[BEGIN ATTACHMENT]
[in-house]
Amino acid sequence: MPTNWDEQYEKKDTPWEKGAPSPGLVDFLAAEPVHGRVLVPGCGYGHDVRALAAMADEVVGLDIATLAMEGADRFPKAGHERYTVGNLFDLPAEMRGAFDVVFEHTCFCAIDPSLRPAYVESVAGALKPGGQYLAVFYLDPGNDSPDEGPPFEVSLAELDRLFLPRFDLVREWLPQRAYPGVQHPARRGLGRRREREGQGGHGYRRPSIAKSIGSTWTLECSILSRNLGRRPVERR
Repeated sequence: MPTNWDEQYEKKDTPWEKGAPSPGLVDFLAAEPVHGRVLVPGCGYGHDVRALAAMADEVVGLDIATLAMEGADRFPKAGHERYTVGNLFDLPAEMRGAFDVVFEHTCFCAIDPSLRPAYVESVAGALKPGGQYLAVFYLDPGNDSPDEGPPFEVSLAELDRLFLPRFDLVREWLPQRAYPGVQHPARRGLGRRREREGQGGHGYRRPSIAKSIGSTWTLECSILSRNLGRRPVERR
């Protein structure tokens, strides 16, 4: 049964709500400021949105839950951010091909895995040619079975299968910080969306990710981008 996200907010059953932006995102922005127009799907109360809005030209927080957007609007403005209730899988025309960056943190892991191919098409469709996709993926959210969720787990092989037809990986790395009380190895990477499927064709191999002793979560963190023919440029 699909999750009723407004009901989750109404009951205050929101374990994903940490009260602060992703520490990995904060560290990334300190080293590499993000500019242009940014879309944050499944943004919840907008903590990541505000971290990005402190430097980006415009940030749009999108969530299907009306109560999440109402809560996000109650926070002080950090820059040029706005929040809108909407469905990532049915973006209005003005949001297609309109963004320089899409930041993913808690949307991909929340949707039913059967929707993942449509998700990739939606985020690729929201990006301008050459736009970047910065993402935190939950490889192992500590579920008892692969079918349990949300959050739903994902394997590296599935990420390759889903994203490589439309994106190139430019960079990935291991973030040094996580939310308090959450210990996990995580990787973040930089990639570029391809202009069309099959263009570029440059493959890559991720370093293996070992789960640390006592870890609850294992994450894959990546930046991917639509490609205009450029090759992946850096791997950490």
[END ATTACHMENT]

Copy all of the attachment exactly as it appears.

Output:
[in-house]
Amino acid sequence: MPTNWDEQYEKKDTPWEKGAPSPGLVDFLAAEPVHGRVLVPGCGYGHDVRALAAMADEVVGLDIATLAMEGADRFPKAGHERYTVGNLFDLPAEMRGAFDVVFEHTCFCAIDPSLRPAYVESVAGALKPGGQYLAVFYLDPGNDSPDEGPPFEVSLAELDRLFLPRFDLVREWLPQRAYPGVQHPARRGLGRRREREGQGGHGYRRPSIAKSIGSTWTLECSILSRNLGRRPVERR
Repeated sequence: MPTNWDEQYEKKDTPWEKGAPSPGLVDFLAAEPVHGRVLVPGCGYGHDVRALAAMADEVVGLDIATLAMEGADRFPKAGHERYTVGNLFDLPAEMRGAFDVVFEHTCFCAIDPSLRPAYVESVAGALKPGGQYLAVFYLDPGNDSPDEGPPFEVSLAELDRLFLPRFDLVREWLPQRAYPGVQHPARRGLGRRREREGQGGHGYRRPSIAKSIGSTWTLECSILSRNLGRRPVERR
């Protein structure tokens, strides 16, 4: 049964709500400021949105839950951010091909895995040619079975299968910080969306990710981008 996200907010059953932006995102922005127009799907109360809005030209927080957007609007403005209730899988025309960056943190892991191919098409469709996709993926959210969720787990092989037809990986790395009380190895990477499927064709191999002793979560963190023919440029 699909999750009723407004009901989750109404009951205050929101374990994903940490009260602060992703520490990995904060560290990334300190080293590499993000500019242009940014879309944050499944943004919840907008903590990541505000971290990005402190430097980006415009940030749009999108969530299907009306109560999440109402809560996000109650926070002080950090820059040029706005929040809108909407469905990532049915973006209005003005949001297609309109963004320089899409930041993913808690949307991909929340949707039913059967929707993942449509998700990739939606985020690729929201990006301008050459736009970047910065993402935190939950490889192992500590579920008892692969079918349990949300959050739903994902394997590296599935990420390759889903994203490589439309994106190139430019960079990935291991973030040094996580939310308090959450210990996990995580990787973040930089990639570029391809202009069309099959263009570029440059493959890559991720370093293996070992789960640390006592870890609850294992994450894959990546930046991917639509490609205009450029090759992946850096791997950490």